The American with Disabilities Act (ADA) was signed into law
in 1990. It is considered the civil
rights acts for persons with disabilities.
It is modeled after the Civil Rights Act of 1964 and the Rehabilitation
Act of 1973. There are five titles to
the ADA act. Title I of the act covers employment and Title V covers such
subjects as retaliation:
- Title I: Employment -- Businesses must provide reasonable accommodations in all aspects of employment to protect the rights of individuals with disabilities. This covers employers with 15 or more employees, includes local, state, and federal governments in addition to employment agencies and labor organizations. Employment issues are enforced by the EEOC.
- Title V: Miscellaneous-- This title includes a provision prohibiting coercing, threatening, or retaliating against individuals with disabilities or those assisting them in asserting their rights under the ADA. The title also authorizes the payment of attorney’s fees for successful litigants.
How is Disability Defined?
A disability is defined by the ADA as "A physical or mental impairment which substantially limits one or more major life activities; or a record of such impairment; or being regarded as having such an impairment. The 2008 amendments to the ADA that became effective in January of 2009 broaden the definition of disability reversing some case law, which had restricted the definition in the recent past.
What to Do if You are Wrongfully Terminated
If you are terminated or are about to be terminated because of your disability you should:
- Not take any negative or destructive acts against your employer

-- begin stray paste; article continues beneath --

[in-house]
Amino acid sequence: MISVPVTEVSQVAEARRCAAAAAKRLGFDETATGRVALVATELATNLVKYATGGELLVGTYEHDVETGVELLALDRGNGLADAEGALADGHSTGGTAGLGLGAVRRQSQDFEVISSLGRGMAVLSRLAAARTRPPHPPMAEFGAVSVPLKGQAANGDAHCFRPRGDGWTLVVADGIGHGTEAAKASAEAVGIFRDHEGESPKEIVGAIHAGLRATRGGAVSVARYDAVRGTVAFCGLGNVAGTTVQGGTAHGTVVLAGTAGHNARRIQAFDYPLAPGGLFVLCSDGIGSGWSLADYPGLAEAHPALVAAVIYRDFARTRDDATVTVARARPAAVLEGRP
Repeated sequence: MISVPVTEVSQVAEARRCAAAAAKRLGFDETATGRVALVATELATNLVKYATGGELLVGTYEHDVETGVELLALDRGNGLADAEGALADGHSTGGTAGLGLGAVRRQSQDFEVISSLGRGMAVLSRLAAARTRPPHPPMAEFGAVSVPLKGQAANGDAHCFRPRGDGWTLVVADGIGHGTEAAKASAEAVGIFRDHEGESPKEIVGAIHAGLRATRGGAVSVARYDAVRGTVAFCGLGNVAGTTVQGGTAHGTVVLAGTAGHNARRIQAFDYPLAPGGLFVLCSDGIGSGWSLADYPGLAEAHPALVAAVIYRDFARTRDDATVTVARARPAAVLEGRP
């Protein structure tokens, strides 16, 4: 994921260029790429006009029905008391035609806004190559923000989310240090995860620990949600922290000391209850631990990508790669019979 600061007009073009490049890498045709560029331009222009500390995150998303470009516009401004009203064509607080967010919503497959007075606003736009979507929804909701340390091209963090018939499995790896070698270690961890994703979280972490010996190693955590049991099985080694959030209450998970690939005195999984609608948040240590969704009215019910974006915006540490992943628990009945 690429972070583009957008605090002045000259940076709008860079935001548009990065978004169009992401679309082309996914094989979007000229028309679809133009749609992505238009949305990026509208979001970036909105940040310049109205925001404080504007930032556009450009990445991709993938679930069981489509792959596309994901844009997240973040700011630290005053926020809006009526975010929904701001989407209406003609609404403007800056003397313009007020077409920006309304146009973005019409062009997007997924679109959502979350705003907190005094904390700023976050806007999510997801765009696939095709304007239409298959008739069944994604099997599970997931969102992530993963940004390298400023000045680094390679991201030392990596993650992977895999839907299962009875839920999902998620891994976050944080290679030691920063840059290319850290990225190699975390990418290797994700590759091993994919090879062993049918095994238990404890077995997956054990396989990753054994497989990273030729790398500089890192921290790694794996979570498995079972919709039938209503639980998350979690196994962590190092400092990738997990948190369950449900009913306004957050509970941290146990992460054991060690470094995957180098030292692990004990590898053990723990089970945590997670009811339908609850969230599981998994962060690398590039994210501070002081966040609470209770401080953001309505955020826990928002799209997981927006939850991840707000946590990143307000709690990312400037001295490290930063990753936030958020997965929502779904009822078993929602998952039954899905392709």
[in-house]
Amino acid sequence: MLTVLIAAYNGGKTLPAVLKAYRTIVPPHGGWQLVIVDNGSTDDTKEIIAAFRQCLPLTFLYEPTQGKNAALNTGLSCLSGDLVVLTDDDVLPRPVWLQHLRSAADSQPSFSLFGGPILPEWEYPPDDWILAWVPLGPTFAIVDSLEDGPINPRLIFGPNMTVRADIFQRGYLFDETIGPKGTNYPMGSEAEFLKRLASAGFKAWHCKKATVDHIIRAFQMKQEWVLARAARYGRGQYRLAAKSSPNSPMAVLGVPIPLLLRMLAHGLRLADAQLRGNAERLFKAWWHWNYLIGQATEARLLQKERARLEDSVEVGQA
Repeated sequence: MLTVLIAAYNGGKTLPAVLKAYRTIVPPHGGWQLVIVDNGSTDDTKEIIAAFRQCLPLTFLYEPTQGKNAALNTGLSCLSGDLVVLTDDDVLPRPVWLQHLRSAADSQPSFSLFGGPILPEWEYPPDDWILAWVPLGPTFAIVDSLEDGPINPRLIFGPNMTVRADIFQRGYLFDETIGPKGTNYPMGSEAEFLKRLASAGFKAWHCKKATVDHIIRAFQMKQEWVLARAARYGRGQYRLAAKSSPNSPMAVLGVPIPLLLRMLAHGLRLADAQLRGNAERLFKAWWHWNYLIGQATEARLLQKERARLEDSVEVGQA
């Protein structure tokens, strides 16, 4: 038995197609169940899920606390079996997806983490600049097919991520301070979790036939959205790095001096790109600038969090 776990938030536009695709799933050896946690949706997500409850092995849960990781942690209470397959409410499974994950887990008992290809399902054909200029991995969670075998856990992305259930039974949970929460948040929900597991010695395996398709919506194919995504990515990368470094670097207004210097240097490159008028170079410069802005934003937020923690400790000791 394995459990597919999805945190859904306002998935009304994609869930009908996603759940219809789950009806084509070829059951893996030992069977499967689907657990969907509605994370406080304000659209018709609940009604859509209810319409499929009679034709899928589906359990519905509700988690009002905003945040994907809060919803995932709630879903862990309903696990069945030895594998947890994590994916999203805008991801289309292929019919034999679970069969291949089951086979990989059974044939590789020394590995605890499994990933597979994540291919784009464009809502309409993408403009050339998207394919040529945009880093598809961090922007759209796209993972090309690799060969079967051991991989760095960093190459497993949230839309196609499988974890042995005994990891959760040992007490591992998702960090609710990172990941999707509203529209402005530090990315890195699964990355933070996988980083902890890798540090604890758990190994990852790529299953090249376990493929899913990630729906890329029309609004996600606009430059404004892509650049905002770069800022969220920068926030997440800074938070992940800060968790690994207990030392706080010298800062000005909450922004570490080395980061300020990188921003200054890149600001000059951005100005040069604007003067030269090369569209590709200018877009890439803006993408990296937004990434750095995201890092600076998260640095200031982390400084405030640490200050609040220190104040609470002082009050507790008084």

- Familiarize yourself with the terms of your employment contract if you have one
- Inquire about the reasons for your discharge and get them in writing if possible
- Return any company property and follow all post employment procedures
- Review your personnel file
- Request and negotiate a severance package if appropriate, and get it in writing
- Find out if possible who made the decision to hire you
- Consult a lawyer specializing in employment or disability law
Do You Need a Lawyer?
The American with Disabilities Act (ADA) is not difficult to understand, the implementation of the law can be confusing and complicated. The broad definition of disability may give you an actionable claim that you may not realize. If you feel you have been wrongfully terminated, consult a lawyer who specializes in disability or employment law. They can advise you on the strength or weakness of your case, give you information about what you need to prove your case. The ADA allows for the payment of attorney’s fees. There are also agencies in every state that are mandated to protect and advocate on the behalf of disabled persons.
The Americans with Disabilities Act and its amendments is considered the civil rights law for disabled population in the United States. It is illegal to terminate a disabled person because they asked for accommodations for their disability or attempted to pursue their rights in any other fashion. Successful litigants are entitled to attorney’s fees.